Sven Giegold
Member of the European Parliament – Greens/EFA Group

Speaker of the German Green Delegation

New subcommittee on tax in the European Parliament: Green priorities for European tax justice

Dear friends,

Dear interested,

The corona crisis is leaving massive holes in the public coffers of European countries. However, the economic recovery and green transformation won’t work with austerity programmes but require courageous investments in the future. In the coming months and years, this will bring the fight against tax evasion, tax avoidance and money laundering back on the political agenda. There has never been a better time to finally end European tax dumping. And that is why the new and permanent tax sub-committee of the European Parliament comes at just the right moment. We Greens have been fighting for this committee for many years and this Wednesday at 9 am the committee will finally start its work and I will be on board as coordinator of our group.

The Greens/EFA Group is providing three full members and three substitute members. This week I was appointed by the Green members of the committee as Green coordinator of the tax Committee. My Danish colleague Kira Peter-Hansen will be Vice-President of the Committee. After various special committees (TAXE in 2015, TAX2 in 2016, TAX3 in 2018) and a committee of inquiry (PANA in 2017), the new tax subcommittee is the first to deal with tax scandals on an ongoing basis. This will make the work of the European Parliament much more efficient, as the constant reorganization of the work and search for new staff for the committee secretariat will come to an end.

Three-digit billions of euros that we would urgently need to deal with the Corona crisis are trickling away into tax swamps. If the public sector is spending unprecedented sums of money today, it must also think of tomorrow’s revenues. We must not let the next generation foot the bill for the recovery and we must put a stop to questionable tax practices and financial crime. Especially the winners of the corona crisis – like some large digital corporations – must finally pay their fair share of taxes.

The recent revelations by the International Network of Investigative Journalists ICIJ together with US investigative media company BuzzFeed about the money laundering involvement of major international banks must be a wake-up call. The so-called FinCENfiles are based on leaked suspicious transaction reports addressed to the US anti-money laundering authority FinCEN. They allow a frightening insight into the criminal activities of major international banks, including HSBC, Deutsche Bank and Commerzbank. Even the public money laundering supervisors do not look good in the revelations: the documents show that they have not been able to put an end to these activities for years. We Greens have requested a plenary debate on the FinCEN files and will put the topic on the agenda in the new Tax Committee for an evaluation and a hearing. It will be of particular interest to find out exactly when which of the banks involved made questionable transactions for the last time. In this regard the new media reports are often unclear.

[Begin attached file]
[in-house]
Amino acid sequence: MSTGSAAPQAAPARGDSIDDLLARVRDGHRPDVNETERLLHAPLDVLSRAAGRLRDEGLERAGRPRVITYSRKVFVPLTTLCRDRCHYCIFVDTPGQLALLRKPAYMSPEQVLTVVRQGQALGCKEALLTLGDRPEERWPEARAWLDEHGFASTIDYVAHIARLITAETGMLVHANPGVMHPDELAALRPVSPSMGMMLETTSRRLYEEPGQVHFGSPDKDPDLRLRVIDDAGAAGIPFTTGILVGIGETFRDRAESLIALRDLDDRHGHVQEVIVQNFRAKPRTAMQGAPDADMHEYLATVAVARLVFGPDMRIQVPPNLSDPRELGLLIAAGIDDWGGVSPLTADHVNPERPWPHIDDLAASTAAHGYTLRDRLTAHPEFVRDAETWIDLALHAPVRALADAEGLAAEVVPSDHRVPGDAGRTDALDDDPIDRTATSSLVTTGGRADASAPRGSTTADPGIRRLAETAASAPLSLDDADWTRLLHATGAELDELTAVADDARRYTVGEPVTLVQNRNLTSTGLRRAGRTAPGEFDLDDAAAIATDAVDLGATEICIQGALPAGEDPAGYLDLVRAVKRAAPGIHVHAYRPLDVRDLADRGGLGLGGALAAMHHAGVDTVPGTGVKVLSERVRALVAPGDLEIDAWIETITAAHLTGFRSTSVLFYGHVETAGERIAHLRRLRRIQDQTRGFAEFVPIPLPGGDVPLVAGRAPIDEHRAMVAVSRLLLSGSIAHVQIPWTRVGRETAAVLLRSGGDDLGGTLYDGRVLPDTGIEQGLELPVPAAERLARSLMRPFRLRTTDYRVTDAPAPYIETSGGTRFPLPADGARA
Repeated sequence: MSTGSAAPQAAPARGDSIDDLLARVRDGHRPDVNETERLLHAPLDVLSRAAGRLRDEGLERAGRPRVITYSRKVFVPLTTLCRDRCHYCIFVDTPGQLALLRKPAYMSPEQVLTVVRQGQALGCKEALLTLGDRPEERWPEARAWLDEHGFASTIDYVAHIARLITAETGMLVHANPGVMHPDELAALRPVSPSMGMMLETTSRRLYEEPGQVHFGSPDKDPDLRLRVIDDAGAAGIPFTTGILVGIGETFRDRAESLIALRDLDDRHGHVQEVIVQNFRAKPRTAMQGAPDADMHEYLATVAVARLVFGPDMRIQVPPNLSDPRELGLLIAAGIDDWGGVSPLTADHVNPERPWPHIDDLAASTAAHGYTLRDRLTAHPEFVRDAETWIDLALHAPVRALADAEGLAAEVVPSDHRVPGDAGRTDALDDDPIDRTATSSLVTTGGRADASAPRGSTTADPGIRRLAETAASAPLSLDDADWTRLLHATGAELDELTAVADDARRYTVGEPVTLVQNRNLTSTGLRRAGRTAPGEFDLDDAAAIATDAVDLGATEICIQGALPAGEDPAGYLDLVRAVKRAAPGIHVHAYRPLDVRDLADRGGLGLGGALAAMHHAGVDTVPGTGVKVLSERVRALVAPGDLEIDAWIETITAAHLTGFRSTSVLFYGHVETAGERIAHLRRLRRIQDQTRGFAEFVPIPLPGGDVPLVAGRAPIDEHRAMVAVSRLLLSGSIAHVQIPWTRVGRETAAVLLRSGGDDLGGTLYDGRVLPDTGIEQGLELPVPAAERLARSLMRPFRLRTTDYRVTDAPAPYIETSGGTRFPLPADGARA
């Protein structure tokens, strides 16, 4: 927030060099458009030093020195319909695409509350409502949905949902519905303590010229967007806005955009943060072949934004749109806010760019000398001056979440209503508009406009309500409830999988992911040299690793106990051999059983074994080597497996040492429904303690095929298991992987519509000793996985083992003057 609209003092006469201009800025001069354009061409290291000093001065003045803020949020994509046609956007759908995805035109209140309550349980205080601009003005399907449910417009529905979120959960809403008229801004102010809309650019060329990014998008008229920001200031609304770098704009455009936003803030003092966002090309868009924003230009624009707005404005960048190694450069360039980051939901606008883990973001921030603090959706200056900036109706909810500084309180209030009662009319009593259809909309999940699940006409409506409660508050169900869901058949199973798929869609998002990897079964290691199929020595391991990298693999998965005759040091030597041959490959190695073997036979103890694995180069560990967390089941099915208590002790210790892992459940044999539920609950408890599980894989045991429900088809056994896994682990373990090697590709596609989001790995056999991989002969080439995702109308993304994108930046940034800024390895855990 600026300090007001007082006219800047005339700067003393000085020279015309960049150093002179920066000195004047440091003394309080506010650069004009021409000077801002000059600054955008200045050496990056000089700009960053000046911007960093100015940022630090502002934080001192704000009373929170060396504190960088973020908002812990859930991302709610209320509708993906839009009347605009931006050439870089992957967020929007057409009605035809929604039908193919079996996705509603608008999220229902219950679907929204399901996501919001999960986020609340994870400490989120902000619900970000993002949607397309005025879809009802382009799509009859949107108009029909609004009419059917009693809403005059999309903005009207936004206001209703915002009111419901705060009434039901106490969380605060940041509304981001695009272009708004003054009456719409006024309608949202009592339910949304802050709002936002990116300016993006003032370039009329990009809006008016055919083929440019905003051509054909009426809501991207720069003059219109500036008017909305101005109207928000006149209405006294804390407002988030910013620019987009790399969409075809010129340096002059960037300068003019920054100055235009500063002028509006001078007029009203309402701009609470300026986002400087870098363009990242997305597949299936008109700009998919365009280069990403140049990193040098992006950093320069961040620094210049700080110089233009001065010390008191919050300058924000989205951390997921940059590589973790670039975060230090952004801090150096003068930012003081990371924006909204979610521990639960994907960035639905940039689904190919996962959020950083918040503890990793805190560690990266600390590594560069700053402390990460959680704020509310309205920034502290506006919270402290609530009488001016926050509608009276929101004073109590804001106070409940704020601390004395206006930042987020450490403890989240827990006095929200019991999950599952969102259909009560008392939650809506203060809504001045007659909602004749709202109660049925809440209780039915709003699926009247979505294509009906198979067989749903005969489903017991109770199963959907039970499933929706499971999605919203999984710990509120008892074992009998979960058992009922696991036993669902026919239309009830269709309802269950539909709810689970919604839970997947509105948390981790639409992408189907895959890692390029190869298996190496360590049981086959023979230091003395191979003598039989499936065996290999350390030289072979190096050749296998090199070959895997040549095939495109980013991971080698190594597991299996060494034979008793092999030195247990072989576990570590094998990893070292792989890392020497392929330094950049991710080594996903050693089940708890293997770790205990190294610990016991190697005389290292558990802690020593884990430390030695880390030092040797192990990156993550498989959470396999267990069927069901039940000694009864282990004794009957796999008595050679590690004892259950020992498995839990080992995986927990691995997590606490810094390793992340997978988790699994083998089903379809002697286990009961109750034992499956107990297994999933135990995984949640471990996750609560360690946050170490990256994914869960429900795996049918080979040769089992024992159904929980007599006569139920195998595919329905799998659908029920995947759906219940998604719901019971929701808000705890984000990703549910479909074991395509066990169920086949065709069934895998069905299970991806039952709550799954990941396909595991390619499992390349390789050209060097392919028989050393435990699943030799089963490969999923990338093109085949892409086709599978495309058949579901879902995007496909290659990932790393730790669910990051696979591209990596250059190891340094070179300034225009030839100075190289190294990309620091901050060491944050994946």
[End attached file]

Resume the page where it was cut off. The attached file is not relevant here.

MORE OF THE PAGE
A few of the priorities for our work from a green perspective:

Minimum tax rates for companies and digital tax

The European Union must become a global leader in the fight for tax justice. Since the United States have at least partially withdrawn from the OECD corporate tax negotiations, Europe must now take action itself. We need European minimum tax rates on corporate profits. Moreover: The German hesitation on the digital tax has already cost more than 10 billion euros in tax revenue in Europe. The questions of corporate taxation and the digital tax will certainly occupy the new subcommittee.

Make pressure for tax transparency of large enterprises

We want to make sure that the tax committee also deals with Europe’s sharpest sword against tax avoidance: tax transparency for large corporates (public country-by-country reporting). While the European Parliament has long since approved the proposal, the Council has been blocking it for years. At present, it is up to the German Council Presidency to finally put the issue on the agenda for a vote. We want to exert pressure here. In addition to country-by-country reporting, the Council is blocking the Common Consolidated Corporate Tax Base (CCCTB) approved by the European Parliament, the fraud-proof reform of VAT and the Financial Transaction Tax. The main blocker has been the grand coalition in Berlin for years.

Brexit: Focus on new tax competition and the British overseas territories